Background: The glucocorticoid receptor (GR) consists of two alternatively spliced isoforms: GRa, which activates gene transcription, and GRb, a dominant-negative receptor. Theoretically, inactivating variants of GRb could result in glucocorticoid hypersensitivity. Design: A 46-year-old woman presented for evaluation of adrenal insufficiency prompted by low plasma cortisol levels and multiple unexplained symptoms but without clinical evidence of glucocorticoid insufficiency. To explain these findings, extensive clinical, genetic, and molecular studies were performed. Methods: Standard clinical methods assessed the patient's hypothalamic-pituitary-Adrenal axis. Validated molecular techniques were used for receptor sequencing, stable transfections, stimulation of candidate genes, cDNA arrays, Ingenuity Pathway Analysis, volcano analysis, and isolation and analysis of the patient's mononuclear cells. Results: Clinical studies excluded primary or secondary adrenal insufficiency, established consistently low basal cortisol levels, and demonstrated hypersensitivity to ultra-low-dose dexamethasone. Receptor sequencing identified two variants of GR9b (A3669G and G3134T) aswell as the known Bcl1 polymorphism. Reductionist studies using stable osteosarcoma cell lines transfected with the GRb variants demonstrated glucocorticoid hypersensitivity of transcribed genes on cDNA array analysis. The patient'smonocytes responded to hydrocortisonewith exaggerated stimulation of the candidate genes GILZ and FKBP5. Conclusion: Two variants of the dominant-negative GRb, in conjunction with a common Bcl1 intron variant, resulted in hypersensitivity to endogenous and exogenous glucocorticoids and, as a reflection of severity, low circulating cortisol levelswithout clinical evidence of glucocorticoid insufficiency. This prismatic case exemplifies the unique effects of variants of a dominant-negative receptor.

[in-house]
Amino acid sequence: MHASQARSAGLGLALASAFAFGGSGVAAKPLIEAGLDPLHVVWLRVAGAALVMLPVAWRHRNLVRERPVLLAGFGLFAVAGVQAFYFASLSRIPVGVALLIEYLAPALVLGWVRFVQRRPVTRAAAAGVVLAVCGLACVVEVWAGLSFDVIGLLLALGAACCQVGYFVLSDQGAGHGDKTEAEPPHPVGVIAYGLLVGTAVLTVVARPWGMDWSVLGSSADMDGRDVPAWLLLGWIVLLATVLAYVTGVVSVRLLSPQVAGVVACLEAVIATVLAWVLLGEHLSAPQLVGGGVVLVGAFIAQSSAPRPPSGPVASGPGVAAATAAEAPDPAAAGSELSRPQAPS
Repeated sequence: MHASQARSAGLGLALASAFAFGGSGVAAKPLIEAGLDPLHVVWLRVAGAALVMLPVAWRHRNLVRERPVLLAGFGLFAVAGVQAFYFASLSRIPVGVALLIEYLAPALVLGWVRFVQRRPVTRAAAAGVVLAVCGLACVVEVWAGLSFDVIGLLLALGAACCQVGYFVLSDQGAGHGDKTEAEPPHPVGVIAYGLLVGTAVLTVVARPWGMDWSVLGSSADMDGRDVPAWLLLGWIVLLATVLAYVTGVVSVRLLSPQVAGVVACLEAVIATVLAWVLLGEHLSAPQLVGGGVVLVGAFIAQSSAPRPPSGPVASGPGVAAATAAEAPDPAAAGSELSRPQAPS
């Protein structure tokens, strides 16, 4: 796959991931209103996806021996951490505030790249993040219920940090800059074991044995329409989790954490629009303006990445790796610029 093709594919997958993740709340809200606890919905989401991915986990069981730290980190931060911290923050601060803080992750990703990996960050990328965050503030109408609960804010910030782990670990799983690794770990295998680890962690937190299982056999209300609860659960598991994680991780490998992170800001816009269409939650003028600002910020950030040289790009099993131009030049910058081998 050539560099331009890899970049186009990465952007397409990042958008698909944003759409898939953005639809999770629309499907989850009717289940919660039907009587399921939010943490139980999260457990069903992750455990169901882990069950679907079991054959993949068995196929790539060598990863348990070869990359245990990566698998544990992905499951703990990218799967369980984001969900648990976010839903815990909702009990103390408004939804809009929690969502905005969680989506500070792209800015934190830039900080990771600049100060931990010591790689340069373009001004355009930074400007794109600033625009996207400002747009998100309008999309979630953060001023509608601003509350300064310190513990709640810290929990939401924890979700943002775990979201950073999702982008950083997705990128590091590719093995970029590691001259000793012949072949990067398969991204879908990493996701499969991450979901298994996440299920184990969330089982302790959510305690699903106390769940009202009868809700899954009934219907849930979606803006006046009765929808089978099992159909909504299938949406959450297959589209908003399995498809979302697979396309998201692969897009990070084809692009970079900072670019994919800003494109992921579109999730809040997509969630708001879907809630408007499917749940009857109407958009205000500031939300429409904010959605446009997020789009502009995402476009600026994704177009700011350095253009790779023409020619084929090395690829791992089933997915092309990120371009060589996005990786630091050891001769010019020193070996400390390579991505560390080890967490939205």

ASJC Scopus subject areas
- Endocrinology, Diabetes and Metabolism
- Clinical Biochemistry
- Biochemistry, medical